You may have heard the term “autophagy” before, maybe in the context of intermittent fasting, sleep , or exercise. But what is autophagy, really? And how do we make sure our body is performing this important process? Read on to have all your autophagy questions answered.
In terms of formal, scientific definitions, a 2019 study published in the journal Nutrients describes autophagy as “an internal process that aids in the lysosomal degradation and removal of old and unwanted cellular molecules, including proteins, ribosomes, lipid droplets, and other organelles, thereby maintaining cellular homeostasis and survival under metabolic stress.”
The short definition is that “autophagy is the housekeeping of the cells,” says Ruvini Wijetilaka, M.D. ., a board-certified internal medicine physician with an interest in nutrition and wellness at Parsley Health in New York City. Basically, autophagy recycles damaged proteins and organelles, which are like the organs of our cells. Autophagy is happening naturally in our bodies all the time, but certain lifestyle factors can influence how well it’s performing.
Autophagy is important because when your cells clean house, they take a break from dividing, and that’s a good thing. “You don’t want your cells always dividing because that will create free radicals,” says Dr. Wijetilaka. And as many of us know already, too many free radicals are associated with cellular damage and a wide range of diseases. Autophagy is kind of like eating leftovers; without eating the food you’ve already made that’s sitting in your fridge, the fridge will overflow and the food will go bad.
Autophagy is important throughout our entire life, but it’s especially critical as we age. As Dr. Wijetilaka explains, “As we get older we lose this process and proteins and debris start to build up, which can cause problems.” Studies have linked a buildup of proteins to diseases like Alzheimer’s and Parkinson’s as well as other memory and movement disorders. “Another autophagy-related issue that a lot of people have is osteoarthritis,” she adds. Indeed, the authors of a 2018 study published in Science Translational Medicine concluded that “autophagy-related genes were reduced in human chondrocytes from patients with osteoarthritis.”
Overall, Dr. Wijetilaka says autophagy functions to prevent disease and promote overall health and balance. “Everything that it does helps create a checks and balances system in your body,” she explains.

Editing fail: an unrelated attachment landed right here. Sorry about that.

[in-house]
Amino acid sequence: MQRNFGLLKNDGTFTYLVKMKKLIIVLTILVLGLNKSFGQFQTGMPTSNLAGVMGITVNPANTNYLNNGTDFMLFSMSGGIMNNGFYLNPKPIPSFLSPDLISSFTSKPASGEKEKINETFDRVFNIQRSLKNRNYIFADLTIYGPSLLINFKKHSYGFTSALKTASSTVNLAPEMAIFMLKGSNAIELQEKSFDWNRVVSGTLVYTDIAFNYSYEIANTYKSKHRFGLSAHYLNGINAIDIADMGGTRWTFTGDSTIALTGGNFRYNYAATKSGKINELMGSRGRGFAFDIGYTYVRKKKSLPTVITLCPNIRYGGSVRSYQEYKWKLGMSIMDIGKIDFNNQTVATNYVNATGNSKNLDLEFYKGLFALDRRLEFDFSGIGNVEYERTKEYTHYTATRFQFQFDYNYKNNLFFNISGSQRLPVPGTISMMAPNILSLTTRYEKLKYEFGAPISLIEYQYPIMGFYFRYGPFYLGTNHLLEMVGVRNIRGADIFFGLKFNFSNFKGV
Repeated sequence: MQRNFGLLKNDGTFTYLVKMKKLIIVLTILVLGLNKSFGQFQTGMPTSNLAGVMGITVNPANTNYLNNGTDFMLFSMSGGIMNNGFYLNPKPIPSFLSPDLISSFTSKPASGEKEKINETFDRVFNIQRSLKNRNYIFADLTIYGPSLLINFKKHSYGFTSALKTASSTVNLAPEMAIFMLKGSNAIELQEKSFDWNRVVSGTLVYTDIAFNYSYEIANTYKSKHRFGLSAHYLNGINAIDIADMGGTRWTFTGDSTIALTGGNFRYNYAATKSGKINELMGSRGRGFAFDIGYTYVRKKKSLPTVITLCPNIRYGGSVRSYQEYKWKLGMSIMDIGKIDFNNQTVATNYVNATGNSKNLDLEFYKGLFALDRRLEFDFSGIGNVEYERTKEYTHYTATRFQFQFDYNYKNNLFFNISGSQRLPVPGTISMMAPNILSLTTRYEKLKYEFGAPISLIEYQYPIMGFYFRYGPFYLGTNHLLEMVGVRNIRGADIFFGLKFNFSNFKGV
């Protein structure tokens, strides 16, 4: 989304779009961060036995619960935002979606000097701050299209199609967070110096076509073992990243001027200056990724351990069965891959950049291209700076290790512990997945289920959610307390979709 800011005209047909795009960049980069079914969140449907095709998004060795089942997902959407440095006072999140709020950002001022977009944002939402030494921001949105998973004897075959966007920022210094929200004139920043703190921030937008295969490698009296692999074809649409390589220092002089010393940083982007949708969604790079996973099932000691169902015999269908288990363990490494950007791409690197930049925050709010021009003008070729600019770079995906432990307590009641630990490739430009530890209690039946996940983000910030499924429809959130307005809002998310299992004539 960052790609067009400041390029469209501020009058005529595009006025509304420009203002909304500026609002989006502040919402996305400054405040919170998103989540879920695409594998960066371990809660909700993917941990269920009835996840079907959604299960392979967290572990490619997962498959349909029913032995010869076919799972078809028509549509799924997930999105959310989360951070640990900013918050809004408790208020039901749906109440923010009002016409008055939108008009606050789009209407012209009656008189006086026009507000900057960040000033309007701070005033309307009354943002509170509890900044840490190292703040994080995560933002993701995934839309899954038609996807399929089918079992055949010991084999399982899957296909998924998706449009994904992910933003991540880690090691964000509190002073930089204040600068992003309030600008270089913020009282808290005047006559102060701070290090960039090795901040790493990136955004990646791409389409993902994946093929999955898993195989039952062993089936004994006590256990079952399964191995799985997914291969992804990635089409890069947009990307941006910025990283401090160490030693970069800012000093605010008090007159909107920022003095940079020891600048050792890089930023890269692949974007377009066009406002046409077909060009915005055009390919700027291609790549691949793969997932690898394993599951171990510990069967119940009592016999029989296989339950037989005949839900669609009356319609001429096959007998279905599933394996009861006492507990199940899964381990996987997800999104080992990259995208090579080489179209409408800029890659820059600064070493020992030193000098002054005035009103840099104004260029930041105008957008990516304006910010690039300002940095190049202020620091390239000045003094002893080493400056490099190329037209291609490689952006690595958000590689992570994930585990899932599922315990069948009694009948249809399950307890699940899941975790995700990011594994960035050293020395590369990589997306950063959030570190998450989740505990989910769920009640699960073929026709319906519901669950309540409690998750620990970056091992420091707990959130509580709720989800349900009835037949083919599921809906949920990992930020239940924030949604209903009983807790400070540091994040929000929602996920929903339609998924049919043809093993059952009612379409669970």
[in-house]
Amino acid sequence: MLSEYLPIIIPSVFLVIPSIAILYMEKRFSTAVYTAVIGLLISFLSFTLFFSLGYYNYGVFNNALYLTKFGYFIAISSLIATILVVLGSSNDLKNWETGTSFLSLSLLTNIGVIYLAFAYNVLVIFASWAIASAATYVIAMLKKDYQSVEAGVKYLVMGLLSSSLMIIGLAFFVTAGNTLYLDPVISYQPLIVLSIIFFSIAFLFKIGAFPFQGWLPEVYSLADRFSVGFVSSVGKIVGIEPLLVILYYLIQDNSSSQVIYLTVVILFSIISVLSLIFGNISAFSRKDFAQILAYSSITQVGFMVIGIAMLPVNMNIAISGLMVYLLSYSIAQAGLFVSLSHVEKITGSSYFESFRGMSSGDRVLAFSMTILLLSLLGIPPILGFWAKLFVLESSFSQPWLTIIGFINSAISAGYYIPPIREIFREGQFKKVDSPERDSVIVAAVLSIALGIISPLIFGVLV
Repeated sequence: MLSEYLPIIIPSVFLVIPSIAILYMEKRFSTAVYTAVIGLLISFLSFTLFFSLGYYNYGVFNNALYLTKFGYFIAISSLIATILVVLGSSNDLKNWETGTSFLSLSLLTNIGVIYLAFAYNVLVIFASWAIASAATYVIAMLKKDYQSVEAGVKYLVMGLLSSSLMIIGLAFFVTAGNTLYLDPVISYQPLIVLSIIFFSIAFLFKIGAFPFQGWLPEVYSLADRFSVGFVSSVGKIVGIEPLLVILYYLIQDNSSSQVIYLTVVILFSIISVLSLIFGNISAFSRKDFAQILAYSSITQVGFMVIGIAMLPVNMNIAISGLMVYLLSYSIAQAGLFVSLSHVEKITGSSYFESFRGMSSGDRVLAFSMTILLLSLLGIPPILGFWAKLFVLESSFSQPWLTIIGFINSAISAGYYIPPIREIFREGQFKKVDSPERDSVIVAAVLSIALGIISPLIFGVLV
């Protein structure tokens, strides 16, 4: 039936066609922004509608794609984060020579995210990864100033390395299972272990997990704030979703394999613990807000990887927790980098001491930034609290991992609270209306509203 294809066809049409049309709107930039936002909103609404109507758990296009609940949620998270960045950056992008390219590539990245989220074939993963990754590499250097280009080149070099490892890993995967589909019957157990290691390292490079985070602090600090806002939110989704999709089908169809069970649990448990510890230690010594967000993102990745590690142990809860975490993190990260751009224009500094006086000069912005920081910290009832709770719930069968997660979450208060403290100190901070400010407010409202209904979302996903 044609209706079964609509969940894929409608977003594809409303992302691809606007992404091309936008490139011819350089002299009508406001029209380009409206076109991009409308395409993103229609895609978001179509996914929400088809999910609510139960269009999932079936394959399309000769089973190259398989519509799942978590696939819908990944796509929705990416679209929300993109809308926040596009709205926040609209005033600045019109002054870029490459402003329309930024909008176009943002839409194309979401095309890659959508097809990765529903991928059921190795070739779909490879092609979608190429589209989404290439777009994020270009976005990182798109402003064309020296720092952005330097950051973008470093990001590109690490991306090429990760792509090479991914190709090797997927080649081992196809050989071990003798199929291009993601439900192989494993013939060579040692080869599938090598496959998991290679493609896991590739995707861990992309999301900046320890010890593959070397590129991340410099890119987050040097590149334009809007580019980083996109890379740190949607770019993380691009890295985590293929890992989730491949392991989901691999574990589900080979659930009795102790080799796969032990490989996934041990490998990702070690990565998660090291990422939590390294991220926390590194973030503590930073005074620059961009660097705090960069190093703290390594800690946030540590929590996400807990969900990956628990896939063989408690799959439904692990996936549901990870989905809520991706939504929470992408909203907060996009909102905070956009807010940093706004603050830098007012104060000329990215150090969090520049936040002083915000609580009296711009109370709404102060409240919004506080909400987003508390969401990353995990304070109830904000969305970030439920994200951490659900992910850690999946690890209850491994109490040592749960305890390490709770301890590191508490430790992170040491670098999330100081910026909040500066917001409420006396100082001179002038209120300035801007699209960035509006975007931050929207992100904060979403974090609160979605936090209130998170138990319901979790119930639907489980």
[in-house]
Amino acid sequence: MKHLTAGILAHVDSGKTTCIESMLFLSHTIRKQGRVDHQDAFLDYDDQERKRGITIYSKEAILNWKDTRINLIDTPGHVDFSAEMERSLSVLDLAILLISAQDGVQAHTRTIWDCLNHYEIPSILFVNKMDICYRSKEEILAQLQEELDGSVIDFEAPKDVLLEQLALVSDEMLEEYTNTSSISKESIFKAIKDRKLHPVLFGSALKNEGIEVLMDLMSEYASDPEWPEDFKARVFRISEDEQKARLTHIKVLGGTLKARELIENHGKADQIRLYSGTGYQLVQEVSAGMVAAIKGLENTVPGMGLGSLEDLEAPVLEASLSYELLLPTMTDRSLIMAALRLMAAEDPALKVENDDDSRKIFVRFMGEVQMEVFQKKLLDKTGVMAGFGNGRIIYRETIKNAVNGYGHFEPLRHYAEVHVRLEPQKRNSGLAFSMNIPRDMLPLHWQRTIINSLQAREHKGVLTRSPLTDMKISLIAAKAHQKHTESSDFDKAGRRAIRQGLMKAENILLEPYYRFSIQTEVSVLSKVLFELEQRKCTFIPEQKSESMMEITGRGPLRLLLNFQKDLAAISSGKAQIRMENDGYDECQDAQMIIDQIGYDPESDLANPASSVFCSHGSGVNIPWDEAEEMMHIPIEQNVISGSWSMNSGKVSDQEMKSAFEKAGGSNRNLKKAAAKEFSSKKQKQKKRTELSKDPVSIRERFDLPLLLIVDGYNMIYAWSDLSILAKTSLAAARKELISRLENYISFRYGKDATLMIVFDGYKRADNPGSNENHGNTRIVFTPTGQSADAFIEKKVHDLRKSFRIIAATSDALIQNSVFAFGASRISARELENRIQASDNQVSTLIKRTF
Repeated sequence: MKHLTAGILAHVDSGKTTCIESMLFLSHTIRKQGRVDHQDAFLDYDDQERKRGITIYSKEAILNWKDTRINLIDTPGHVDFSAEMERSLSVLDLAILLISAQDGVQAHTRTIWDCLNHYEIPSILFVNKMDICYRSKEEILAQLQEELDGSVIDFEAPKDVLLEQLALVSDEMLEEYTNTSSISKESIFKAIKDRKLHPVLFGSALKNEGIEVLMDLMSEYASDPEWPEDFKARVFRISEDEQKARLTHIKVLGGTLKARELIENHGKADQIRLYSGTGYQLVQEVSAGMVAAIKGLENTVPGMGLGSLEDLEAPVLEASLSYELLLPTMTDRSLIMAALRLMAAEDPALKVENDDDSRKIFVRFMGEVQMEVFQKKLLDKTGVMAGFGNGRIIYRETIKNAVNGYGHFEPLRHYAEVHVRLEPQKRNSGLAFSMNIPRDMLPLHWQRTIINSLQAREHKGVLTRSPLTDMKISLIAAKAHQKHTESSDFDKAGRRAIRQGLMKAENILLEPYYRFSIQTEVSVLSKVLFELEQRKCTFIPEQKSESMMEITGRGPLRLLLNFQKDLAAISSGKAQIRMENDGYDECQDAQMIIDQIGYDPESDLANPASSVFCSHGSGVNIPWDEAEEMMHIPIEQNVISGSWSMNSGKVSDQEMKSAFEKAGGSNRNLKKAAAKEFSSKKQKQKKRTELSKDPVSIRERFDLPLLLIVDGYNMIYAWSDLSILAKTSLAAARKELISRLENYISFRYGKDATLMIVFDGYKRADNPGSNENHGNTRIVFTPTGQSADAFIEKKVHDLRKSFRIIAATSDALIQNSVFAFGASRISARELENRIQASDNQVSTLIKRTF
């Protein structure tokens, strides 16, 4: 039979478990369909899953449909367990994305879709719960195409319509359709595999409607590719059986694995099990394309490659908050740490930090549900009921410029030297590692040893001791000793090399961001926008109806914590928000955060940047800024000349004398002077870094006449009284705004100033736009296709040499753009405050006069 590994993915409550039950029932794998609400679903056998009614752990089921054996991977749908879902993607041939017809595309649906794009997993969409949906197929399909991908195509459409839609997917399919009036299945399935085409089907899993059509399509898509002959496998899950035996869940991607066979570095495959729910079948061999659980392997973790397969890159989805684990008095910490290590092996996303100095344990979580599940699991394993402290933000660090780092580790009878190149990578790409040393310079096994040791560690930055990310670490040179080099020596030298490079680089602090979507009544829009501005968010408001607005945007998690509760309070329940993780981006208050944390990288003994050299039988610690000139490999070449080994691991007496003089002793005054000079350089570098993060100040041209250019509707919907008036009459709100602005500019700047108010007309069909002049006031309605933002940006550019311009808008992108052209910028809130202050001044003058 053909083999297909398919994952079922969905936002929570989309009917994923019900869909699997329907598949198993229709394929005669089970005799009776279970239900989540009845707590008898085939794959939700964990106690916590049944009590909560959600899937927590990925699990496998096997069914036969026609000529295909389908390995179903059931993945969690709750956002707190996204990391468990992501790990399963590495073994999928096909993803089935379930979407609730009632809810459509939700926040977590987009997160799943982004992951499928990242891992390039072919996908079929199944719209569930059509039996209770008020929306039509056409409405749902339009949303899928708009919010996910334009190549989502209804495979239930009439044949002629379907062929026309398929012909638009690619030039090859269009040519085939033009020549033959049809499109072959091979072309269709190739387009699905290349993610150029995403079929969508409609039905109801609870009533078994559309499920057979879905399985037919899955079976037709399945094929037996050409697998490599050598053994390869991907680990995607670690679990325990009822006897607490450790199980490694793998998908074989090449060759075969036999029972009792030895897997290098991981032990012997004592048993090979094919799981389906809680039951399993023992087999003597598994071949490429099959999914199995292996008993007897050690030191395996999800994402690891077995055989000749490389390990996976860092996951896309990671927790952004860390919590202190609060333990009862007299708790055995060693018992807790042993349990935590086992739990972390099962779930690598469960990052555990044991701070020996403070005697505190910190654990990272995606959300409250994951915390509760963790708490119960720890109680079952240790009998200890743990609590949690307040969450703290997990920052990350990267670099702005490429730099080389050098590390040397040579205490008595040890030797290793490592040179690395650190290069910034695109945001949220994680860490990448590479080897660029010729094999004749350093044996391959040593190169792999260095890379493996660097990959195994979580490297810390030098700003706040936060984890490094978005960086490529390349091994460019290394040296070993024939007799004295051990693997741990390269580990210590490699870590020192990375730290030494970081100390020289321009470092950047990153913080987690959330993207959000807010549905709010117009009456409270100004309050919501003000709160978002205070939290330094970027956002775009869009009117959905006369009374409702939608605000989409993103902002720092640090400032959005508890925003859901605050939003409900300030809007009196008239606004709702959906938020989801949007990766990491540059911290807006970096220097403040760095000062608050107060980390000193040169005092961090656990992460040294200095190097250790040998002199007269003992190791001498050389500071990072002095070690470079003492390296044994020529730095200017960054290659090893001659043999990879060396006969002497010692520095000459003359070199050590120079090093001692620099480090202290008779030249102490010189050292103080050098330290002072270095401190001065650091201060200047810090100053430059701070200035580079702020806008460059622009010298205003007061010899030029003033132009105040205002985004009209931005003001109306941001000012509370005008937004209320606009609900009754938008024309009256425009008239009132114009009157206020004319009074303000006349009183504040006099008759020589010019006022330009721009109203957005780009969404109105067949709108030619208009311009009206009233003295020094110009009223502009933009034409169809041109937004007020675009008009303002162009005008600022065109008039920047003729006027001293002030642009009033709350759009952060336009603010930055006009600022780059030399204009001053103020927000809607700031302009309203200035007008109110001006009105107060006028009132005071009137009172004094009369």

Unfortunately, autophagy isn’t always happening the way it should. “Factors like lack of sleep , lack of exercise, and an unhealthy diet can disrupt the process and put our health at risk,” says Dr. Wijetilaka.
Therefore, the best way to support autophagy is to avoid the lifestyle factors that hinder it, starting with chronic stress. “A little bit of stress is okay, but if you’re constantly stressed it can prevent your body from cleaning house and taking care of those old and dead proteins in your body,” says Dr. Wijetilaka. Chronic stress isn’t just linked to autophagy, either. In fact, researchers estimate that workplace stress alone is responsible for over $190 billion dollars of U.S. healthcare costs.
To combat chronic stress, Dr. Wijetilaka commonly recommends three action steps to her patients. First, “find some sort of movement that you enjoy,” she says. It could be anything from dancing or tennis to running or gardening. Next, adopt a meditation practice, even if it’s just for 5 or 10 minutes a day. And finally, try your best to foster a sense of community. “Having good friends and a good support system around you is critical. Loneliness is an epidemic and it’s a risk factor for poor health,” says Dr. Wijetilaka.
Once you’ve tackled chronic stress, maintaining a healthy lifestyle is a great way to stimulate autophagy and thus, overall long-term health.
When it comes to healthy autophagy, a great place to start is with sleep. As they write in a 2019 study published in Sleep Medicine, “…REM sleep maintains neuronal integrity and house-keeping functions of the brain.” According to the study, it does this by modulating noradrenaline levels, which is intricately involved in stimulating autophagy.. At Parsley Health, Dr. Wijetilaka recommends that all her patients get 7 to 8 hours of high-quality, restorative sleep a night.